goldfinch flash by Donna Fleischer | bottle rockets #6

Originally posted on word pond:

goldfinch flash
in cloudless blue remains
of a thunderstorm . . .
seed heads float by
at eye level

~ Donna Fleischer
in
bottle rockets Spring 2002, #6

View original

Ten questions for Thomas Piketty, the economist who exposed capitalism’s fatal flaw – Quartz

 

Author Thomas Piketty   Reuters/Benoit Tessier

Thomas Piketty’s Capital in the Twenty-First Century went on sale in the U.S. this week, and its central message can seem like a prophecy of doom. It is that capital tends to accumulate faster than the economy grows in the long run; wealth thus concentrates in the hands of a few; and the egalitarian, upwardly mobile America of the mid-20th century was more a historical aberration than the natural order of things. Through their research into income inequality, Piketty and his colleague Emmanuel Saez provided the “1% vs the 99%” narrative that drove the Occupy Movement.

But what’s often missed, as Quartz’s Tim Fernholz found out when he talked to Piketty, is that the 42-year-old French economist is actually rather optimistic. To those who say that a global wealth tax, his proposed solution to inequality, is something that Americans would never accept, he retorts that nobody in 1910 thought the US would ever have income taxes, or more recently, that Swiss bank secrecy could ever be broken. A wealth tax, he suggests, could replace a tax on property, making it popular with middle-class homeowners and giving politicians a lever to push it through.

But whether Piketty’s optimism is misplaced, or even whether he is right, matters less than the fact that, by framing the problem in these clear terms, he has enabled a public debate. “Piketty has transformed our economic discourse; we’ll never talk about wealth and inequality the same way we used to,” wrote Paul Krugman, who knows a thing or two himself about changing economic discourse. Another legendary economist, Paul Samuelson, once said, “I don’t care who writes a nation’s laws, or crafts its treatises, if I can write its economics textbooks.” If Piketty’s work influences the terms in which politicians fight their battles, he too may end up having more influence than many of them.—Gideon Lichfield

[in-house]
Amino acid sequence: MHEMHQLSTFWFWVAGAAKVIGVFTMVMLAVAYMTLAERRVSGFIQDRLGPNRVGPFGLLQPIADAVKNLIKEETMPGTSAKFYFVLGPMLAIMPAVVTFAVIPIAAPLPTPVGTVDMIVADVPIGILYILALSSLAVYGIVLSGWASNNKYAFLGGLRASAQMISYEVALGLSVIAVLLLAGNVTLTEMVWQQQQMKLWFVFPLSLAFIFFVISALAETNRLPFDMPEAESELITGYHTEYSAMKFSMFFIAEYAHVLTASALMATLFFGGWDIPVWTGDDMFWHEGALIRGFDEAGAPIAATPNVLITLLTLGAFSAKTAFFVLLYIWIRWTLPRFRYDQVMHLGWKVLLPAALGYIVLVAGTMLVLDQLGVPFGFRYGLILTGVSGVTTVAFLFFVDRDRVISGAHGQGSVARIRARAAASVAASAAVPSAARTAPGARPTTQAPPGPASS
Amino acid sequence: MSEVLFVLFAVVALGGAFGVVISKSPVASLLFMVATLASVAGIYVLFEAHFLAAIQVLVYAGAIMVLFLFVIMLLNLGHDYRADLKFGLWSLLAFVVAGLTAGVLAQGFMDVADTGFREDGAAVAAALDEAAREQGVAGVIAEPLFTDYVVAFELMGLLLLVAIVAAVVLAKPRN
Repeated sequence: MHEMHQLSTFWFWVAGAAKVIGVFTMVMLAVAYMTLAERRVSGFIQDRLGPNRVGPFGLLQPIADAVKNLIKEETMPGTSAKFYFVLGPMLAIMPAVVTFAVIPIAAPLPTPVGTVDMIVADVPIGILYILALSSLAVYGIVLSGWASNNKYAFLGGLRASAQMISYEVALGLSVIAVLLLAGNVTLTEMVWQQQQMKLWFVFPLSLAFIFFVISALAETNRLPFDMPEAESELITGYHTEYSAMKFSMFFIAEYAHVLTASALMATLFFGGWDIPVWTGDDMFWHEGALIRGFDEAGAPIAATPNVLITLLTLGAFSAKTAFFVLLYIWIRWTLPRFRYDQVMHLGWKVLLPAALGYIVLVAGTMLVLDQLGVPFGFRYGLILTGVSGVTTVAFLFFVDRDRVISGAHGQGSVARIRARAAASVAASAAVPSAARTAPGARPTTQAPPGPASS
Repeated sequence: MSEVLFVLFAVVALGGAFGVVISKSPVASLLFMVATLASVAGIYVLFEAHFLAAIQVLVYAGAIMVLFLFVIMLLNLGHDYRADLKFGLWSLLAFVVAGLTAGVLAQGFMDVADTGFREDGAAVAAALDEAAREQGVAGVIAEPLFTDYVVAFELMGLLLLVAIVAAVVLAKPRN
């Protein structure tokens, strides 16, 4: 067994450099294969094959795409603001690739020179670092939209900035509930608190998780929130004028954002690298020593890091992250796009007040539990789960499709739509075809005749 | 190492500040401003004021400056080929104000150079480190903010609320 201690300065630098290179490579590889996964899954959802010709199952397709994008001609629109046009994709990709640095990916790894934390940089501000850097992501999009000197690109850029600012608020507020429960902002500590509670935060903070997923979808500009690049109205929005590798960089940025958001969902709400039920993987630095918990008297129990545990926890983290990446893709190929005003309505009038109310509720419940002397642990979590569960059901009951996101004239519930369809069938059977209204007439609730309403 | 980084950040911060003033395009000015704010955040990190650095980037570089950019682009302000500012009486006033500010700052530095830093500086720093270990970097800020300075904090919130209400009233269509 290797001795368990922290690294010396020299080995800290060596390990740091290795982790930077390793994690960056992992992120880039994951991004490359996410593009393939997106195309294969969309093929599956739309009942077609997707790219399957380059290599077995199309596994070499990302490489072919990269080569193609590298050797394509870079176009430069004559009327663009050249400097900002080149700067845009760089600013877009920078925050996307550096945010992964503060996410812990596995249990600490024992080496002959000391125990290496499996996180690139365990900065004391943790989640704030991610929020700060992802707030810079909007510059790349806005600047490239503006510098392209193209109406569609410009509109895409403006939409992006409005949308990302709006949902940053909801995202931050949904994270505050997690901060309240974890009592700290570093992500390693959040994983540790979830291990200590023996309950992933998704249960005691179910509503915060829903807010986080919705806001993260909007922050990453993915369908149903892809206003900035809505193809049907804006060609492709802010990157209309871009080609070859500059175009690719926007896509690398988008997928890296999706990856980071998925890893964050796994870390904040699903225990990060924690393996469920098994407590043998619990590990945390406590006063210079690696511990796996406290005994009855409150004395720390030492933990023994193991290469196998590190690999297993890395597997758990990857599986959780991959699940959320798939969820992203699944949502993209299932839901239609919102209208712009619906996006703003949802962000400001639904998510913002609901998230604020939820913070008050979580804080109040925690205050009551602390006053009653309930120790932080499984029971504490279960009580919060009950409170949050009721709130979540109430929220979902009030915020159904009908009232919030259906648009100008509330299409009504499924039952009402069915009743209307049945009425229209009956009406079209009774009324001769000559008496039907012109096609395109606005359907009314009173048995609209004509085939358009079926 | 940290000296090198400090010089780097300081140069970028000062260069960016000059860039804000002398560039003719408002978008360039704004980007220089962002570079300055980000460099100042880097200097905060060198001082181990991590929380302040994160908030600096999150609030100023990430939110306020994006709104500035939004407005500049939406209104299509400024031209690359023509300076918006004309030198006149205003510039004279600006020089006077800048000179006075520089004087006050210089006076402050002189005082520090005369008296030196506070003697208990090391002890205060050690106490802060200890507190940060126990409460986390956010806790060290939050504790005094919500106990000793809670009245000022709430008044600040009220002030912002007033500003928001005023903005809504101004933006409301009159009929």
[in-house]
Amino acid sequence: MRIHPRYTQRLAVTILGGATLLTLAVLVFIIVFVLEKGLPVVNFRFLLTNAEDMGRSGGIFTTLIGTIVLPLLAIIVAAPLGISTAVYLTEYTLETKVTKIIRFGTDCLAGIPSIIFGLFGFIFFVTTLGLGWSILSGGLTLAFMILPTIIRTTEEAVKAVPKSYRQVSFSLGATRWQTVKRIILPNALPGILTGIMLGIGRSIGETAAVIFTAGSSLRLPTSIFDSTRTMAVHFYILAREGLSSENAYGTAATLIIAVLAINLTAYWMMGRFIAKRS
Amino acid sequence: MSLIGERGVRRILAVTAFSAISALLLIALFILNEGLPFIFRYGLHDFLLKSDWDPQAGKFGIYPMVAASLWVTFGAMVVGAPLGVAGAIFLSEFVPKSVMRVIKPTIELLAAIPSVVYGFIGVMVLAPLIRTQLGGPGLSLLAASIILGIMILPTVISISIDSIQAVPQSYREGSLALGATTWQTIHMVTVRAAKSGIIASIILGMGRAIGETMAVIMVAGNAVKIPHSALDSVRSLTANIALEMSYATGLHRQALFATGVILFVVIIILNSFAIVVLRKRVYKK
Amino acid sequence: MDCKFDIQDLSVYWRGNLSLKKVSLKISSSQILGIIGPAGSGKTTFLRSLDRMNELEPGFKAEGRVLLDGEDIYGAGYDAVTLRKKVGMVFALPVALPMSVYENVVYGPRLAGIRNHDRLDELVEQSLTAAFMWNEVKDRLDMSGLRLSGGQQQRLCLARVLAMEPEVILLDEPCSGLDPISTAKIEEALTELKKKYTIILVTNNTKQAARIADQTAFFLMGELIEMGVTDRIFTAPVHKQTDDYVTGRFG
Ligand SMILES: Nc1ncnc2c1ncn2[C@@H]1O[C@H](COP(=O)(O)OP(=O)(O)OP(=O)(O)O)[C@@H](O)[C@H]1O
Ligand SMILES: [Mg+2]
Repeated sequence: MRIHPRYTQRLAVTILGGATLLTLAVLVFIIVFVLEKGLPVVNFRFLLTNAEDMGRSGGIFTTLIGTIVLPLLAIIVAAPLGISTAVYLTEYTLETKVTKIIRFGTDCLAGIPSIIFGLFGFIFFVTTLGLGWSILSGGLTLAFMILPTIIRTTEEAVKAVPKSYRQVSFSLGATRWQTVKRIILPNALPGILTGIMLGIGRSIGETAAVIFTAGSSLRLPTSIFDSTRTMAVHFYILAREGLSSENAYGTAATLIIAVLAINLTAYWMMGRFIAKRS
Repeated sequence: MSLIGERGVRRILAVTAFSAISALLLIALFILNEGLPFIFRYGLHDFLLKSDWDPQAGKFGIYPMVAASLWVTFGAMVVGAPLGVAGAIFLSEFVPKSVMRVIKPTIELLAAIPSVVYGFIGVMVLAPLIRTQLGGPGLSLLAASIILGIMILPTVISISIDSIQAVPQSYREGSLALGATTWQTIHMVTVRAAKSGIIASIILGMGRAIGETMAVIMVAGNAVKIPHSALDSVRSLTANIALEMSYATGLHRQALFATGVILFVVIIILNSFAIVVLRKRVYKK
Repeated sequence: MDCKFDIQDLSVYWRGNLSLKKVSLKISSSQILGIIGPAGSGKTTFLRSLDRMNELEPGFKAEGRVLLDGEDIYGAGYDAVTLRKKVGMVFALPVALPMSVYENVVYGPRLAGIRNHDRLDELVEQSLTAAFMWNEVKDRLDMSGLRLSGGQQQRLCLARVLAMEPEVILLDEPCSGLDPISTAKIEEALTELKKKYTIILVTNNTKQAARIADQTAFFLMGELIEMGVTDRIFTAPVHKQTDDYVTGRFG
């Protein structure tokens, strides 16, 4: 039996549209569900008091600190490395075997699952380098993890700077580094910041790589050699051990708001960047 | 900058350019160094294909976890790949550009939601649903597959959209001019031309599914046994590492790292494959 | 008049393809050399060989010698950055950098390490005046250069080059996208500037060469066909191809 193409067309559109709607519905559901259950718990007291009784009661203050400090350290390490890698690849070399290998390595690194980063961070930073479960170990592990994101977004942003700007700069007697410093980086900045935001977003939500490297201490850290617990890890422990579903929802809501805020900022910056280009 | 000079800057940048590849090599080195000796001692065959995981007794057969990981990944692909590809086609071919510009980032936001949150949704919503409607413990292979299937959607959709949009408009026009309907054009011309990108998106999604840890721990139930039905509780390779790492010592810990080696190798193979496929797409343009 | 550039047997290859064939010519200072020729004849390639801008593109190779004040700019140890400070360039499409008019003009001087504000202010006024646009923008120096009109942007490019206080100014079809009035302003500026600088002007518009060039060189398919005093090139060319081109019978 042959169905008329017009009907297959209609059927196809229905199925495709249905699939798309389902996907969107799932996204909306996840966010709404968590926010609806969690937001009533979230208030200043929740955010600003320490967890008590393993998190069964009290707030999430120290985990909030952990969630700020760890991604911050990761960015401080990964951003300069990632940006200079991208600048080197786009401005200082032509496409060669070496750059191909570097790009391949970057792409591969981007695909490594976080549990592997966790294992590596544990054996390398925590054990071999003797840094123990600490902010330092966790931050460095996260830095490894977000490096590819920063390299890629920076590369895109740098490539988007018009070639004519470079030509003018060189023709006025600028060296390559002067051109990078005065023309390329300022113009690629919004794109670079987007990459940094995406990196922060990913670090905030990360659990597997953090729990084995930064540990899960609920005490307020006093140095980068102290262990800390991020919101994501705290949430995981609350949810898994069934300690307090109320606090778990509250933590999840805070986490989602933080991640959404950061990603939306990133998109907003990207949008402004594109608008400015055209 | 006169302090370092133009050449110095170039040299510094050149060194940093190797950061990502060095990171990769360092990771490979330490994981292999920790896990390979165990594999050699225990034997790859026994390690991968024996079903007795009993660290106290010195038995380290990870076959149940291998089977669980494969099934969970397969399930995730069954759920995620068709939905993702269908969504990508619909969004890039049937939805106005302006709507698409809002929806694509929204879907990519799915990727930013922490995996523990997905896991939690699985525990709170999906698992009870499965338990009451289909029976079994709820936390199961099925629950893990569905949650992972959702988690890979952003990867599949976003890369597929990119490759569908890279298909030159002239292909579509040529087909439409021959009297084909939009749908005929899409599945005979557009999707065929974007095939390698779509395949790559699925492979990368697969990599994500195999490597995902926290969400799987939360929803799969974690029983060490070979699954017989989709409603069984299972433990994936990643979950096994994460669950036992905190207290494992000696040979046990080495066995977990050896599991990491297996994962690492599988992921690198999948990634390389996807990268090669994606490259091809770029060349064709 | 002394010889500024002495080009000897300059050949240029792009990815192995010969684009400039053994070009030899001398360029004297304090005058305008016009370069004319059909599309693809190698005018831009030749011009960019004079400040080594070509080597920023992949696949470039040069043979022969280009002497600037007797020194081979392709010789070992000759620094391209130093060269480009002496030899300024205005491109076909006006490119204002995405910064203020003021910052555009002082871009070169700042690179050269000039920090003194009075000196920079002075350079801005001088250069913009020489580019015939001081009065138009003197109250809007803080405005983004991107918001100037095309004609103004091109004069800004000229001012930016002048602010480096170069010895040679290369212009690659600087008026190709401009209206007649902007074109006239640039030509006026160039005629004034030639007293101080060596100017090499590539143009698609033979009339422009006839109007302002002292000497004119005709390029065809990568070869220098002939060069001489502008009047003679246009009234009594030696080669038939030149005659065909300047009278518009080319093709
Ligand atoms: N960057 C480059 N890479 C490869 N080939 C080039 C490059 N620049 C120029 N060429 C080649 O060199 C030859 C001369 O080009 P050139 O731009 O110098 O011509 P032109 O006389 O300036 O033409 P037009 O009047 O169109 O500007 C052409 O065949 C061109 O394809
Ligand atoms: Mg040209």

Ten questions for Thomas Piketty, the economist who exposed capitalism’s fatal flaw – Quartz.

Punctum, the Senior BFA Photography Exhibition Opens at the Silpe Gallery, April 17, 2014 at the University of Hartford, West Hartford, CT

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The Senior BFA photographers are

Terrel Grant • Hannah Klotz • Kimberly  Macdonald • Erin McPeek • Cassandra Mendoza • Katie Miles • Hannah Minor • Sydney Morris • Johanna Pirog • Erin Shaw • Natalie Titone • Christian Welsh

The use of  punctum is based on its definition in the book Camera Lucida by Roland Barthes.

Punctum, the Senior BFA Photography Exhibition Opens at the Silpe Gallery

HARTFORD LOVES POETRY GRAND FINALE — A COMMUNITY CELEBRATION, Saturday April 9, 2014, 1- 4 pm, HARTFORD PUBLIC LIBRARY, Downtown Hartford, CT

Hartford Loves Poetry Logo

HARTFORD LOVES POETRY GRAND FINALE

A COMMUNITY CELEBRATION

Saturday April 9, 1-4

HARTFORD PUBLIC LIBRARY

DOWNTOWN

500 Main Street, (860) 695-6300

FESTIVAL COMMUNITY READERS

Adelia Santa Cruz (Quechua)

Ahalya Desikan (Tamil)

Alisa Dzananovic (Bosnian)

An-MingTruxes (Chinese)

Anetsiv Delgado (Spanish)

Bettina Viereck (German)

Donna Fleischer (English)

Esther McCune (Portuguese)

Francesco Martini (Italian)

Georgia Stathoulas (Greek)

Ildie David (Hungarian)

Isabel Calione (Spanish)

Jesse Marie Kavumpurath (Malayalam)

Lachu Acharya (Nepali)

Maha Darawsha (Arabic)

Maria Cristina Cuerda (Spanish)

Nilofer Haider (Urdu)

Nina Sakun (Ukrainian)

Noeet Bachar (Hebrew)

Rachna Ramya Agrawal (Hindi)

Regina G. Chatel (Polish)

Srinivas Mandavalli (Hindi)

Vjange Hazle (Jamaican Dialect/Patois)

Guest appearance by poet Joyce Ashuntantang

from Cameroon reciting in Kenyang.

 

SPECIAL THANKS  for invaluable help in reaching out to immigrant communities in Connecticut, with  heartfelt thanks to Dr. William A. Howe, Chair, CT Asian Pacific American Affairs Commission; Lynne Williamson, Director, CT Cultural Heritage Arts Program, Institute of Community Research; Dr. Shyamala Raman, Director of International Studies, University of St. Joseph; and Patricia Parlette, Administrative Coordinator, Dept. of Modern and Classical Languages, UCONN. Thanks to M. Susan Holmes, Arts Management Consultant; Rainwater Design; HPL Branch Managers and staff; Marketing Events and Cultural Affairs, City of Hartford. Special gratitude goes to all the community participants, who have donated their time and whose generosity and willingness to share poems from their countries has made today’s program.

Bessy Reyna, Festival Curator

http://www.hplct.org

 

Submitted Photo from www.bessyreyna.com/ Bessy Reyna

Submitted Photo from http://www.bessyreyna.com/ Bessy Reyna

Andy Thibault: Immersion and enrichment opportunity for speakers of English

 

Three Poems by Paul Celan from Snowpart | Jacket2

 

Paul Celan

Three Poems by Paul Celan from Snowpart | Jacket2.

O Little Root of a Dream by Paul Celan | Poets.org

O Little Root of a Dream

  by Paul Celan
translated by Heather McHugh and Nikolai Popov

O little root of a dream 
you hold me here 
undermined by blood, 
no longer visible to anyone, 
property of death.

Curve a face
that there may be speech, of earth, 
of ardor, of
things with eyes, even
here, where you read me blind,

even 
here, 
where you 
refute me, 
to the letter.

 

O Little Root of a Dream by Paul Celan

M X T by Sina Queyras | The Rumpus.net

M X T By Sina Queyras – The Rumpus.net.

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